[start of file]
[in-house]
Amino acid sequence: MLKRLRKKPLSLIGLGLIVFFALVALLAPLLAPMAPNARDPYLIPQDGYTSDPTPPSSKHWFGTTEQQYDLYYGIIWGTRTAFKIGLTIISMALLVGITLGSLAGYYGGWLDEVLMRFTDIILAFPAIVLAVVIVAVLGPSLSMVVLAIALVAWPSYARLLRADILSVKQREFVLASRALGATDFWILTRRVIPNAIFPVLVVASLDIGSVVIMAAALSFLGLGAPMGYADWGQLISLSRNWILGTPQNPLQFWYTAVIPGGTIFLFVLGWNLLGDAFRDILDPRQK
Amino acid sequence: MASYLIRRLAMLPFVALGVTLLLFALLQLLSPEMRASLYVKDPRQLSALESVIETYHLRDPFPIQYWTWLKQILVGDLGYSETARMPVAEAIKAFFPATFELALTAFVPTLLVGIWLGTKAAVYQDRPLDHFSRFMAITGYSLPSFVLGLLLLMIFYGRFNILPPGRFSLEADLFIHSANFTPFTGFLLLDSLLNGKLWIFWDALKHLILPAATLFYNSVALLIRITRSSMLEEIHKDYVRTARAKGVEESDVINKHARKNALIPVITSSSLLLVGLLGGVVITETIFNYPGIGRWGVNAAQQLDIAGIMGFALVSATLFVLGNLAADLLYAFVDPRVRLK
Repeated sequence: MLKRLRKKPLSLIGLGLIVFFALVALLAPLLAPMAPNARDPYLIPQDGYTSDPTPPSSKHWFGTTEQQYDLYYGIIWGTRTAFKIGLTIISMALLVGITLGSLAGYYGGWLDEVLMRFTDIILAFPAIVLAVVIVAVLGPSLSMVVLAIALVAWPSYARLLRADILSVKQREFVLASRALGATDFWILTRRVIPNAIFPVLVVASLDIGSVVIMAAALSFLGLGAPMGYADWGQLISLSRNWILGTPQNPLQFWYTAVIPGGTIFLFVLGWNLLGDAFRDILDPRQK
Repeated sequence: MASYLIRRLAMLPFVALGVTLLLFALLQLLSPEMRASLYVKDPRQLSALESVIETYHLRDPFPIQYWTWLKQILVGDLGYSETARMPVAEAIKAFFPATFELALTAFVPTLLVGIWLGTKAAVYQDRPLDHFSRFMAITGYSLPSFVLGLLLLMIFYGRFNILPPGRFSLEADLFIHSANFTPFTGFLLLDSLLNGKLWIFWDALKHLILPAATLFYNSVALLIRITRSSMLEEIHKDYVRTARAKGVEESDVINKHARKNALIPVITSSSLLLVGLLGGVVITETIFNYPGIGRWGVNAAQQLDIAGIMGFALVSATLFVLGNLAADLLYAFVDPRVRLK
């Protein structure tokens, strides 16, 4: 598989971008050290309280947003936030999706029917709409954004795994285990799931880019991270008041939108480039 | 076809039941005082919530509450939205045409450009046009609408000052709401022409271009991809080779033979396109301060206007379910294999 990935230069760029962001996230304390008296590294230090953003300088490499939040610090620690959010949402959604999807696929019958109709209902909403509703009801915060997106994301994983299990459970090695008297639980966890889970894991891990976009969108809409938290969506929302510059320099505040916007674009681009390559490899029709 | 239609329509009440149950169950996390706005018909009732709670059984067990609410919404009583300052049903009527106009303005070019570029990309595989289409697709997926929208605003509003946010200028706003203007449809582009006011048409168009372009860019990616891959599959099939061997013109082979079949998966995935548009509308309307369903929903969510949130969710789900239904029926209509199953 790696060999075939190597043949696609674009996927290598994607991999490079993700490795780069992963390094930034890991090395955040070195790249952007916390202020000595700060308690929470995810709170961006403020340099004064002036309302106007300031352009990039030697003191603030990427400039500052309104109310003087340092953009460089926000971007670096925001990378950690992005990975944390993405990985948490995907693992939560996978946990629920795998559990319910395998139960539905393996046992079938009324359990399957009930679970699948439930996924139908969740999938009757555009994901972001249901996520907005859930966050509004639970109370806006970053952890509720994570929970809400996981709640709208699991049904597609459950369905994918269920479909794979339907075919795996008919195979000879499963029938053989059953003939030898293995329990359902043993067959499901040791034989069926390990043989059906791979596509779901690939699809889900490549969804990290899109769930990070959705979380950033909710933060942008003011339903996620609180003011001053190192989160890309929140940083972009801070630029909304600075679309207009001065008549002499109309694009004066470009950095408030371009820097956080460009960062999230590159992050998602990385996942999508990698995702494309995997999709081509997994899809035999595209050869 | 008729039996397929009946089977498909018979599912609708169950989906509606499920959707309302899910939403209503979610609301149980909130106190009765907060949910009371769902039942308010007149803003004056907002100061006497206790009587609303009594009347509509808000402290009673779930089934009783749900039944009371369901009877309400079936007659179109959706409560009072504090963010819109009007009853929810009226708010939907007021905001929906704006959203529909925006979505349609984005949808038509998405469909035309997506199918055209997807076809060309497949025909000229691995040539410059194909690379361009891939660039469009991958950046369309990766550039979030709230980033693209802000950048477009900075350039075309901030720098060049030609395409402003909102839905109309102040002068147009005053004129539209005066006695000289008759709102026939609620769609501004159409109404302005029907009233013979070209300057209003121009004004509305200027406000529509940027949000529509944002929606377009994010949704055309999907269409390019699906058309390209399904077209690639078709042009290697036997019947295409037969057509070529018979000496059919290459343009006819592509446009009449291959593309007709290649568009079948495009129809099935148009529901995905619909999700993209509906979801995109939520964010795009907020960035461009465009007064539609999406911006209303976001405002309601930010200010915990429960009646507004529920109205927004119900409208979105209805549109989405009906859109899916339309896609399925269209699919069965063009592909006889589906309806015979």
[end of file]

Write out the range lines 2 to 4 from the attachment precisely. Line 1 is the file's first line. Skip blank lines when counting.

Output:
Amino acid sequence: MLKRLRKKPLSLIGLGLIVFFALVALLAPLLAPMAPNARDPYLIPQDGYTSDPTPPSSKHWFGTTEQQYDLYYGIIWGTRTAFKIGLTIISMALLVGITLGSLAGYYGGWLDEVLMRFTDIILAFPAIVLAVVIVAVLGPSLSMVVLAIALVAWPSYARLLRADILSVKQREFVLASRALGATDFWILTRRVIPNAIFPVLVVASLDIGSVVIMAAALSFLGLGAPMGYADWGQLISLSRNWILGTPQNPLQFWYTAVIPGGTIFLFVLGWNLLGDAFRDILDPRQK
Amino acid sequence: MASYLIRRLAMLPFVALGVTLLLFALLQLLSPEMRASLYVKDPRQLSALESVIETYHLRDPFPIQYWTWLKQILVGDLGYSETARMPVAEAIKAFFPATFELALTAFVPTLLVGIWLGTKAAVYQDRPLDHFSRFMAITGYSLPSFVLGLLLLMIFYGRFNILPPGRFSLEADLFIHSANFTPFTGFLLLDSLLNGKLWIFWDALKHLILPAATLFYNSVALLIRITRSSMLEEIHKDYVRTARAKGVEESDVINKHARKNALIPVITSSSLLLVGLLGGVVITETIFNYPGIGRWGVNAAQQLDIAGIMGFALVSATLFVLGNLAADLLYAFVDPRVRLK
Repeated sequence: MLKRLRKKPLSLIGLGLIVFFALVALLAPLLAPMAPNARDPYLIPQDGYTSDPTPPSSKHWFGTTEQQYDLYYGIIWGTRTAFKIGLTIISMALLVGITLGSLAGYYGGWLDEVLMRFTDIILAFPAIVLAVVIVAVLGPSLSMVVLAIALVAWPSYARLLRADILSVKQREFVLASRALGATDFWILTRRVIPNAIFPVLVVASLDIGSVVIMAAALSFLGLGAPMGYADWGQLISLSRNWILGTPQNPLQFWYTAVIPGGTIFLFVLGWNLLGDAFRDILDPRQK